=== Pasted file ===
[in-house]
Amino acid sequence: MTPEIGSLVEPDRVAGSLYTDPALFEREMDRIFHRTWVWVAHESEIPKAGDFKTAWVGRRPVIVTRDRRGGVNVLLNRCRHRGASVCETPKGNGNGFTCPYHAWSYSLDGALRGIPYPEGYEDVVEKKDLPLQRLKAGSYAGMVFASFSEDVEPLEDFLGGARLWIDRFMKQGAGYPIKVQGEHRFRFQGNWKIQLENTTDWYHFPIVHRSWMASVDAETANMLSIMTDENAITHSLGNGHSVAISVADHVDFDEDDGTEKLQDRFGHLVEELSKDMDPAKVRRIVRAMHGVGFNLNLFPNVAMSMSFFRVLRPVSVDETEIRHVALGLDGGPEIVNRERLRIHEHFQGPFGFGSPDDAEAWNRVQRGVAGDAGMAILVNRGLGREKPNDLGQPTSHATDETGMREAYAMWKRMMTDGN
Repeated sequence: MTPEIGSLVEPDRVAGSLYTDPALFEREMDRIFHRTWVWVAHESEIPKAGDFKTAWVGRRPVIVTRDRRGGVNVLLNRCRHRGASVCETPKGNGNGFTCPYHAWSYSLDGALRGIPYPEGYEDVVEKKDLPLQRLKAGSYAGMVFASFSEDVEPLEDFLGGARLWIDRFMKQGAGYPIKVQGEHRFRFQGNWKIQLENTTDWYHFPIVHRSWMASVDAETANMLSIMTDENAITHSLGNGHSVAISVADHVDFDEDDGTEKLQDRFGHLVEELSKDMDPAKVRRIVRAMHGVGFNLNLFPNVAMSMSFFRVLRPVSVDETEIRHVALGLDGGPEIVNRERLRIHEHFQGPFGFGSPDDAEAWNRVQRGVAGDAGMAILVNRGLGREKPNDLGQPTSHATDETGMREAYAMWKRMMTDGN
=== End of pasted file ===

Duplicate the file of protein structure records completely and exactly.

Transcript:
[in-house]
Amino acid sequence: MTPEIGSLVEPDRVAGSLYTDPALFEREMDRIFHRTWVWVAHESEIPKAGDFKTAWVGRRPVIVTRDRRGGVNVLLNRCRHRGASVCETPKGNGNGFTCPYHAWSYSLDGALRGIPYPEGYEDVVEKKDLPLQRLKAGSYAGMVFASFSEDVEPLEDFLGGARLWIDRFMKQGAGYPIKVQGEHRFRFQGNWKIQLENTTDWYHFPIVHRSWMASVDAETANMLSIMTDENAITHSLGNGHSVAISVADHVDFDEDDGTEKLQDRFGHLVEELSKDMDPAKVRRIVRAMHGVGFNLNLFPNVAMSMSFFRVLRPVSVDETEIRHVALGLDGGPEIVNRERLRIHEHFQGPFGFGSPDDAEAWNRVQRGVAGDAGMAILVNRGLGREKPNDLGQPTSHATDETGMREAYAMWKRMMTDGN
Repeated sequence: MTPEIGSLVEPDRVAGSLYTDPALFEREMDRIFHRTWVWVAHESEIPKAGDFKTAWVGRRPVIVTRDRRGGVNVLLNRCRHRGASVCETPKGNGNGFTCPYHAWSYSLDGALRGIPYPEGYEDVVEKKDLPLQRLKAGSYAGMVFASFSEDVEPLEDFLGGARLWIDRFMKQGAGYPIKVQGEHRFRFQGNWKIQLENTTDWYHFPIVHRSWMASVDAETANMLSIMTDENAITHSLGNGHSVAISVADHVDFDEDDGTEKLQDRFGHLVEELSKDMDPAKVRRIVRAMHGVGFNLNLFPNVAMSMSFFRVLRPVSVDETEIRHVALGLDGGPEIVNRERLRIHEHFQGPFGFGSPDDAEAWNRVQRGVAGDAGMAILVNRGLGREKPNDLGQPTSHATDETGMREAYAMWKRMMTDGN